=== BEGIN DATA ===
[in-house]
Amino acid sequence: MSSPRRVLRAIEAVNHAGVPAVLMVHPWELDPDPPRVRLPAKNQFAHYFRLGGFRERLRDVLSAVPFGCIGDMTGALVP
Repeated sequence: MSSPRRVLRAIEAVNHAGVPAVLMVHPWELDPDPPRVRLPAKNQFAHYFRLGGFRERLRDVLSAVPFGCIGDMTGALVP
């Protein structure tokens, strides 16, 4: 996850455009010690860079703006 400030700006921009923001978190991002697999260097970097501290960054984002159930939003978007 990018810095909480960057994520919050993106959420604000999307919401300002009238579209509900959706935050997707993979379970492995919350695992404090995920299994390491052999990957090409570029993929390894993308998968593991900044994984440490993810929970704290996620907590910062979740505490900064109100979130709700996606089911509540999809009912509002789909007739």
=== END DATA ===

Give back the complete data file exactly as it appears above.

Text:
[in-house]
Amino acid sequence: MSSPRRVLRAIEAVNHAGVPAVLMVHPWELDPDPPRVRLPAKNQFAHYFRLGGFRERLRDVLSAVPFGCIGDMTGALVP
Repeated sequence: MSSPRRVLRAIEAVNHAGVPAVLMVHPWELDPDPPRVRLPAKNQFAHYFRLGGFRERLRDVLSAVPFGCIGDMTGALVP
């Protein structure tokens, strides 16, 4: 996850455009010690860079703006 400030700006921009923001978190991002697999260097970097501290960054984002159930939003978007 990018810095909480960057994520919050993106959420604000999307919401300002009238579209509900959706935050997707993979379970492995919350695992404090995920299994390491052999990957090409570029993929390894993308998968593991900044994984440490993810929970704290996620907590910062979740505490900064109100979130709700996606089911509540999809009912509002789909007739």